This is a very short book; only 66 pages; and set in a large font [not specified, but probably at least 12pt] with wide line spacing; so it should possibly more accurately be described as a booklet or a tract; but no matter: the subject matter is important. It is essentially true, albeit with a certain amount of permissible embroidery, given its historical setting, for the sake of continuity & completeness; it was translated from the original French, La guerre des pauvres, first published in 2019, by an award-winning author in his own right, Mark Polizzotti. I have a few observations about the significance of the text, including a personal connection but, at the risk of appearing to opt for a lazy response, given the fact that this is a non-fiction narrative, there is no plot, as such, to spoil, so I hope my readers will forgive me for quoting in large part from the synopsis at the front of the book, on the inside front cover.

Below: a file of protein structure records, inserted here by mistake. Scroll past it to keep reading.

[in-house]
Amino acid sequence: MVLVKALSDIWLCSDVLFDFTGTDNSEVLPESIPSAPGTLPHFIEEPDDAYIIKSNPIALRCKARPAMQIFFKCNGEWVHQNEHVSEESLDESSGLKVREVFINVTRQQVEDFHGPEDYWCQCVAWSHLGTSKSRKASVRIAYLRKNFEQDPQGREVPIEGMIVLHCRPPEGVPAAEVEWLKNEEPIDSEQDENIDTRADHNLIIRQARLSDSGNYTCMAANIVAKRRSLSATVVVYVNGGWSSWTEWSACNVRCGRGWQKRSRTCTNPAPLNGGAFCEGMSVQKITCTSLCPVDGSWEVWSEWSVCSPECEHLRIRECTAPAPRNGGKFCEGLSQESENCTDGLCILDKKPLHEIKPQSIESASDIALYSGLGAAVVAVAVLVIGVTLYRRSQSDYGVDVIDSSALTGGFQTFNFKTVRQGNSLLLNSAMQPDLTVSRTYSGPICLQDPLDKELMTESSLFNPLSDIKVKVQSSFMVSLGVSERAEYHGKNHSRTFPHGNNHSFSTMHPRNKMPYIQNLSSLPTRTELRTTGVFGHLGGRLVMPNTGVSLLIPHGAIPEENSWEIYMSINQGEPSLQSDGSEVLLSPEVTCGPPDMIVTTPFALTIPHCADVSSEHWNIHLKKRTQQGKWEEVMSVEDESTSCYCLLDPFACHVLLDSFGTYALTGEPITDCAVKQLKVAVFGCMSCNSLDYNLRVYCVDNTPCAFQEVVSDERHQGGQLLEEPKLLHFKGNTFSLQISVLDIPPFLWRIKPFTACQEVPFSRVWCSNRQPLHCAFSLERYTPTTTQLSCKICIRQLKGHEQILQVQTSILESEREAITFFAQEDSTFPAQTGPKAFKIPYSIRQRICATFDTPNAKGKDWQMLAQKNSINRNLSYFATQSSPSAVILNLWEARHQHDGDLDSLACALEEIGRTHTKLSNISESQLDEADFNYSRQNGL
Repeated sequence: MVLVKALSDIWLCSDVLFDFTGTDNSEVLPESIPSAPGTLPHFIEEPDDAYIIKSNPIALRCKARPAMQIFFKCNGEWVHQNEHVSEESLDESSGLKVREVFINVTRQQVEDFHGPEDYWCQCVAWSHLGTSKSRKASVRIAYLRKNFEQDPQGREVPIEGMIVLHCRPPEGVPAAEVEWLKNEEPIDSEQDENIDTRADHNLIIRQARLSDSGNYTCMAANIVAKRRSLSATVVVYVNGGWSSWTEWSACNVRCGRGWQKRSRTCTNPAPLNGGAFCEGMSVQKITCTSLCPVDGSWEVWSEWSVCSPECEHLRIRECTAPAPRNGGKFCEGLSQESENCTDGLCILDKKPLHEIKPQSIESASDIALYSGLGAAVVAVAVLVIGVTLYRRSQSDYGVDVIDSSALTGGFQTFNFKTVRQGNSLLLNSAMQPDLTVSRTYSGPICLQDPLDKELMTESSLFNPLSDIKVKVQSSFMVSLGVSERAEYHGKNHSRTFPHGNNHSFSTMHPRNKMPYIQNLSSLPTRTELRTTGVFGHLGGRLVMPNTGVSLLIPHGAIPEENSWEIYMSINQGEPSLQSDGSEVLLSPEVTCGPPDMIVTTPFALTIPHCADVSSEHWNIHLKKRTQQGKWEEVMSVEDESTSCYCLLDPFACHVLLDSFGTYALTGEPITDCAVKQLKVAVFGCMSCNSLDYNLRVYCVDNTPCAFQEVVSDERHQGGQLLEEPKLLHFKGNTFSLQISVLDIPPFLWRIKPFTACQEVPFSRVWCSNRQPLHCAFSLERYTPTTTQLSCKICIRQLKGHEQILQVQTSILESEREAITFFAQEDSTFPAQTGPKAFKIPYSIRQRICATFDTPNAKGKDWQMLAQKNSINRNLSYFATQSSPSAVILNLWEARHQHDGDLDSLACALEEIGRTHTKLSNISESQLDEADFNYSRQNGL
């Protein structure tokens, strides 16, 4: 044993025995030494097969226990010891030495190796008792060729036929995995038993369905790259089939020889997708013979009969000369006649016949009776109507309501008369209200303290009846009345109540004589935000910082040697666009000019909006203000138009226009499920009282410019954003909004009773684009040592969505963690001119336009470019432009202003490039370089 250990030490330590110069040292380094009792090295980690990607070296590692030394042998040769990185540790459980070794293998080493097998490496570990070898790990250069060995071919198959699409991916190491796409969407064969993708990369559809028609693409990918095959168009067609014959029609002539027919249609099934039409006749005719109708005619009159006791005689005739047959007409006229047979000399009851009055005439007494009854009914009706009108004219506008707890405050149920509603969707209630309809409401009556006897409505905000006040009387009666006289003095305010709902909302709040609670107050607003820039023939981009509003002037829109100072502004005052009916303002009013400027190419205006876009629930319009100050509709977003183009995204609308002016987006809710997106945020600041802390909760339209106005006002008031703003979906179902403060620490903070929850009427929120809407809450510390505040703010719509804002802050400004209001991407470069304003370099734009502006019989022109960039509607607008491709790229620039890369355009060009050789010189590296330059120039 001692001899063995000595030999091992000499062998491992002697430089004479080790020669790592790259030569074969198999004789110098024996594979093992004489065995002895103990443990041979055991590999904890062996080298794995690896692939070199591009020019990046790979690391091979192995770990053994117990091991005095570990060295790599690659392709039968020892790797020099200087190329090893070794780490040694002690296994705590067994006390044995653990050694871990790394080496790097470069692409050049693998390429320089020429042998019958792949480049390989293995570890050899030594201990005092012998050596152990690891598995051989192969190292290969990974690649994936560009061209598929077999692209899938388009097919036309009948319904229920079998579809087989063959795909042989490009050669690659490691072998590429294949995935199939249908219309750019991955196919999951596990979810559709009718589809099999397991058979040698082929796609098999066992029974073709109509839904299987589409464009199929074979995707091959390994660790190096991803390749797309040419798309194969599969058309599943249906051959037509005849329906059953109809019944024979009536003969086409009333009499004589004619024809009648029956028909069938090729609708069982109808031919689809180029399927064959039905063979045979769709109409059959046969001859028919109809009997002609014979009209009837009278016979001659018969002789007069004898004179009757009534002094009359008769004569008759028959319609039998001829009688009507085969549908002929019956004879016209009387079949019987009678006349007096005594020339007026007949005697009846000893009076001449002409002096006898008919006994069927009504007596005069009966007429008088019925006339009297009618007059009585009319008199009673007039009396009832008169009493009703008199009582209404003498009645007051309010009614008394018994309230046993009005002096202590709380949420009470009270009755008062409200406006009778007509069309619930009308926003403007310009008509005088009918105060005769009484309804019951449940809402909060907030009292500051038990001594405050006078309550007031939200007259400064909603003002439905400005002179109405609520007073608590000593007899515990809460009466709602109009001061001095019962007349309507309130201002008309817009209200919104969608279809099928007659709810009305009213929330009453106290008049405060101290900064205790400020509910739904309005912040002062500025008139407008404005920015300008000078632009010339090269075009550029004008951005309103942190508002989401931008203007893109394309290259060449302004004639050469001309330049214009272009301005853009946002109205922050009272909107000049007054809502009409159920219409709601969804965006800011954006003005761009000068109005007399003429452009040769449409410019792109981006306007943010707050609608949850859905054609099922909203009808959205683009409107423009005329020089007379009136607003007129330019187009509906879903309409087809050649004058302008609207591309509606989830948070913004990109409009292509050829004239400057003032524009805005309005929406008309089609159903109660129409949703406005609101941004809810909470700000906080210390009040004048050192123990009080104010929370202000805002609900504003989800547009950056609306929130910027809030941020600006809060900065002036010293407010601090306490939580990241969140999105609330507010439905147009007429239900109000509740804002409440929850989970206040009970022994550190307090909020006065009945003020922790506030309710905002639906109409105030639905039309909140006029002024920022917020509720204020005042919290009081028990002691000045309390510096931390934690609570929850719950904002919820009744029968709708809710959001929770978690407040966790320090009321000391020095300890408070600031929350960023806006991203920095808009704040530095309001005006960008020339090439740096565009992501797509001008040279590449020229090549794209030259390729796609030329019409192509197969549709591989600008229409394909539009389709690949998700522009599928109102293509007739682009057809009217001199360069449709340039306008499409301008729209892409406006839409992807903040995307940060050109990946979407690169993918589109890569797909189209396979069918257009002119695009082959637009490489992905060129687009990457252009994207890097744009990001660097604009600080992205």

This story concerns a subject which is very important to me, and it is the story of a man whose “terrible and novelesque life casts light on the times in which he lived — a moment when Europe was in flux and history was being written.” So far, so hyperbolic: here I could observe that Europe is again in flux [so what have we learned in between?], but surely, the writing of history is inevitable with the passage of time, so that statement is superfluous? “The history of inequality is a long and terrible one, and it’s not over yet [sadly, true]. The War of the Poor tells the story of a brutal episode from history, not as well known as tales of other popular uprisings, but one that deserves to be told [definitely]. Sixteenth century Europe: the Protestant Reformation takes on the powerful and the privileged. Peasants, the poor living in towns, who are still being promised that equality will be granted to them in heaven, begin to ask themselves: and why not now, here on earth? There follows a furious struggle. Out of this chaos steps Thomas Müntzer: a complex and controversial figure, who sided with neither Martin Luther, nor the Roman Catholic Church. Müntzer encouraged the poor to question why a god who apparently loved them seemed to be on the side of the rich.”